The anti-horse carriage group that spent nearly $1 million backing Bill de Blasio is now funding ads attacking Andrew Yang, who is running to replace the term-limited mayor.
Steve Nislick, Wendy Neu, and Jackie Kelman Bisbee — founders of New Yorkers for Clean, Livable and Safe Streets or NYCLASS — have formed a new super PAC called New York Deserves Better.
They launched six-figures worth of TV and digital spots Monday targeting Yang’s positions on animal rights, raising taxes on the rich, and the $15 minimum wage.
“There’s no question that respect for animal rights goes hand in hand with respect for human rights,” Nislick said in a statement.
“And it’s clear that Andrew Yang is the wrong choice for mayor on both fronts. From supporting the abusive carriage horse industry to opposing tax increases on the wealthiest New Yorkers, Yang is simply unable and unwilling to stand up to the powerful forces that perpetuate cruelty in order to make a profit. New York deserves better than Andrew Yang,” Nislick said.
A rep for the group said Yang became a target after answering “No” to a question on a candidate questionnaire about Central Park’s horse carriage industry.
The question was: “Would you support legislation or efforts to strengthen welfare protections and increase the standards of care for New York City’s carriage horses?”
Yang is also opposed to ending the horse carriage industry and banning fur, according to the group.
In 2013 NYCLASS funded attack ads against Christine Quinn, the former City Council speaker, who was running for mayor against de Blasio shortly before the Democratic primary. The group later contributed $900,000 to his campaign and a nonprofit supporting his political agenda. The effort was widely thought to be a major factor in de Blasio’s victory.
NYCLASS had to pay $10,000 to a state watchdog in 2015 to settle ethics violations for failing to register as a lobbyist and file disclosure forms while petitioning de Blasio on issues relating to horse carriages.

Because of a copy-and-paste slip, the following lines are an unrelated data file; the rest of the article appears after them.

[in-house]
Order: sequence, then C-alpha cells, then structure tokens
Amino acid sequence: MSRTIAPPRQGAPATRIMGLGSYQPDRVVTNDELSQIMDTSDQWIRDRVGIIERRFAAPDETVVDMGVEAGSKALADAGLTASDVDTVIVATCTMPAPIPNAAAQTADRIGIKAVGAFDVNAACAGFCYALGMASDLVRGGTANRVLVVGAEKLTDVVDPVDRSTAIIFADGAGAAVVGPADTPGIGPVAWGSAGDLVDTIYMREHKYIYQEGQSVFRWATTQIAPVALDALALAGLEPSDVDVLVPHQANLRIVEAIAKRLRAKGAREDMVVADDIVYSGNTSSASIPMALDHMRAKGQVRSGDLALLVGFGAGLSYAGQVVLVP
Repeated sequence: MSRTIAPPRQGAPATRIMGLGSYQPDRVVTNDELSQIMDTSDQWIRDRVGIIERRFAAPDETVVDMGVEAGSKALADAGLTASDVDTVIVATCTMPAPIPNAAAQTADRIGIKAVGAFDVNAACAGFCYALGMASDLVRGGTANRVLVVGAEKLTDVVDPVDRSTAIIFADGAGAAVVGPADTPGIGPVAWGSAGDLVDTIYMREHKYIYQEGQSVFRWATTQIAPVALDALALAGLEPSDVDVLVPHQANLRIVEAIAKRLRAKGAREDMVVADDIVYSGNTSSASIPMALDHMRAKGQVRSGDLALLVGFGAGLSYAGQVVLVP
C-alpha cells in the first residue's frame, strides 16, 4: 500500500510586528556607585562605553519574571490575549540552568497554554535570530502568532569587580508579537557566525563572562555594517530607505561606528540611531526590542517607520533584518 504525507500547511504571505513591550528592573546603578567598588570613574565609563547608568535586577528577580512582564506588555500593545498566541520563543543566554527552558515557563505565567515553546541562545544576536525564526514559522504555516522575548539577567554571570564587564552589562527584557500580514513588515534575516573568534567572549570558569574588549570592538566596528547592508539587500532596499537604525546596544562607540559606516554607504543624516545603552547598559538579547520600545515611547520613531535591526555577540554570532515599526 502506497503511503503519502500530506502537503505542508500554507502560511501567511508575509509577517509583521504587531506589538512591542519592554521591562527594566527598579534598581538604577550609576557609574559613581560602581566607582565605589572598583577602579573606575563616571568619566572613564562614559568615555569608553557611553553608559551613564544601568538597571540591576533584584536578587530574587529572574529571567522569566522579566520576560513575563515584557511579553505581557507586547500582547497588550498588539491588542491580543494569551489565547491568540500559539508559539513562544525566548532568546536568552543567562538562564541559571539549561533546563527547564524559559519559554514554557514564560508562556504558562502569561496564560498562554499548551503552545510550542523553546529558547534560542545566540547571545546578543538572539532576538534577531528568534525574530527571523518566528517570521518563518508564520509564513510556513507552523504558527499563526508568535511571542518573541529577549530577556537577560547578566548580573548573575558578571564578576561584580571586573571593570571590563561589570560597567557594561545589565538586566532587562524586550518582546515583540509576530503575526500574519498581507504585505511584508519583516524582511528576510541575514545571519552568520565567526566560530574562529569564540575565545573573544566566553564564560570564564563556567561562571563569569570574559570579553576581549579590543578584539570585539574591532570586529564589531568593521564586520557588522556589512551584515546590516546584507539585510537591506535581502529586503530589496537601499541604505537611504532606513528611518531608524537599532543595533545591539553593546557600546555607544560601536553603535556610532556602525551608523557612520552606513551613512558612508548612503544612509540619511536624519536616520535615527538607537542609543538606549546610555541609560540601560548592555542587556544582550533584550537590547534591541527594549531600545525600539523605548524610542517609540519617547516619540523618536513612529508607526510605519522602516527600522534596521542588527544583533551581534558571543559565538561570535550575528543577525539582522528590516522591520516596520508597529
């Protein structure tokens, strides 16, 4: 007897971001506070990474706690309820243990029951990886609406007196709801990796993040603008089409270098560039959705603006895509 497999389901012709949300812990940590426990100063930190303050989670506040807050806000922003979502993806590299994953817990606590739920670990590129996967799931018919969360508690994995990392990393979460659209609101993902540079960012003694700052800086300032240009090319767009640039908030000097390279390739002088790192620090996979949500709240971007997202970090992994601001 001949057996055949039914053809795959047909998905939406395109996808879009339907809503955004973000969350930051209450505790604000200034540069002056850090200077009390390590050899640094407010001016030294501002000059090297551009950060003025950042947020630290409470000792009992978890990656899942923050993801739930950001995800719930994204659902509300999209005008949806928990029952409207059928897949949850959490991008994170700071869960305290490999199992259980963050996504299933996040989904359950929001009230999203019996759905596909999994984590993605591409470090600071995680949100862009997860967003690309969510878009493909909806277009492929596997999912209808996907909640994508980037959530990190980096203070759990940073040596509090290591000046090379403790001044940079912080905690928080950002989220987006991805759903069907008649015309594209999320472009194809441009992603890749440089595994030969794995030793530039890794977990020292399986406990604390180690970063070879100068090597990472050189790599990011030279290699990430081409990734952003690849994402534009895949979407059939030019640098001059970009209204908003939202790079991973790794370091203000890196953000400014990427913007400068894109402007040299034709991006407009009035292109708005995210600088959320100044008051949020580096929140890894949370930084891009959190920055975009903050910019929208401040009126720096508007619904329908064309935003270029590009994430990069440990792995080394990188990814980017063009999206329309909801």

State and federal authorities investigated de Blasio for a pay-to-play scheme involving NYCLASS. He was cleared of any charges but violated the the “intent and spirit” of election laws, Manhattan DA Cy Vance Jr. said in 2017.
A rep for NYCLASS said the group hasn’t endorsed anyone in the race, but may end up backing a candidate. The group is prepared to spend $1 million on anti-Yang ads, the rep said.
Yang ripped the move at a Bronx campaign event Monday.
“I understand that this is a group that’s very, very tightly aligned with Mayor De Blasio and this is a sign of why we need to turn the page from politics as usual, whereas you have entrenched interests and the current mayor and his allies trying to keep change from happening,” Yang said.
“They look up and say, ‘Hey, wait a minute, if Andrew Yang becomes mayor, he doesn’t owe us anything. He doesn’t owe us any of the special interest anything.’ That scares them but that excites the people of New York. So I say if you put these special interests against the people of New York, I”ll take the people of New York anytime,” Yang said.
Additional reporting by Reuven Fenton